Search

Tesla's 'Autopilot' misleading, Germany rules

BBC Technology 15 Jul 2020 11:43
A white Tesla model 3 is seen on the left and a Red Model S on the right on a show floorImage copyright Getty Images

Tesla's claims about its Autopilot driver-assist feature are misleading, a German court has ruled.

The use of the word "autopilot", along with other marketing material, suggested the vehicle could drive on its own, the court said.

But the technology still requires the driver to remain alert at all times.

Tesla has been banned from repeating the misleading claims. German law does not allow fully autonomous driving.

Germany's Wettbewerbszentrale fair-competition group had objected to Tesla's website promising, in July 2019, "full potential for autonomous driving" including automatic driving on motorways.

Under the heading "by the end of the year", Tesla added its cars would be able to recognise traffic lights and automatically stop and start driving in urban areas.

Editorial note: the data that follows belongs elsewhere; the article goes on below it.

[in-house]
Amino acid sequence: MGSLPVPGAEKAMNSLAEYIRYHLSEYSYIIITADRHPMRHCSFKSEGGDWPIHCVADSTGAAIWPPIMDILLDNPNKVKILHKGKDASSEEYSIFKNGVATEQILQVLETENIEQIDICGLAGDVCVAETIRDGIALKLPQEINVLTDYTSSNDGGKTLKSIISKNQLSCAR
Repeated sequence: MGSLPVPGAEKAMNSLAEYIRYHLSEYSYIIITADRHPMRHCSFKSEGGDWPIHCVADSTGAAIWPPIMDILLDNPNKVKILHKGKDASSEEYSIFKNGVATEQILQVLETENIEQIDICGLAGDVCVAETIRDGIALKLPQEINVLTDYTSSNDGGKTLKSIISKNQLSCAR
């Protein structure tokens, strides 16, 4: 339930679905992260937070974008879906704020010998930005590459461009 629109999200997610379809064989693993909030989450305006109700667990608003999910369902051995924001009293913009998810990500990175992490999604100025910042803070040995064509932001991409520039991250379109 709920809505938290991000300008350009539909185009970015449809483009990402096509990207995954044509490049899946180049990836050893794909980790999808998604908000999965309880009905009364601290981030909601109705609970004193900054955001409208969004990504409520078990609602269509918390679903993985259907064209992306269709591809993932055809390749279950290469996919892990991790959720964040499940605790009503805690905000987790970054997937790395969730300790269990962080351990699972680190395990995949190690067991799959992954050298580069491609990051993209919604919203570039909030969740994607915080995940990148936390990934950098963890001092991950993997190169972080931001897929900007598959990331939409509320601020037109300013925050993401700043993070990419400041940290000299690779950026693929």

Media playback is unsupported on your device

In 2018, two US consumer groups also complained about the "deceptive and misleading" naming of the Autopilot feature.

And it has chosen Berlin as the site of its first major European factory.

Responding to a tweet pointing out pilots do not stop working when a plane's autopilot mode is on, chief executive Elon Musk tweeted: "Tesla Autopilot was literally named after the term used in aviation.

"Auto" is a German word for car, similar to the English word "automobile".

Police car

A British driver was disqualified from driving for 18 months after turning the system on and climbing into the passenger seat, on the motorway.

They also warned more crashes could happen if Tesla did not change the system.

Continue reading original article...

Tags

TeslaMr MuskMunichGermanyElon Musk
You may also like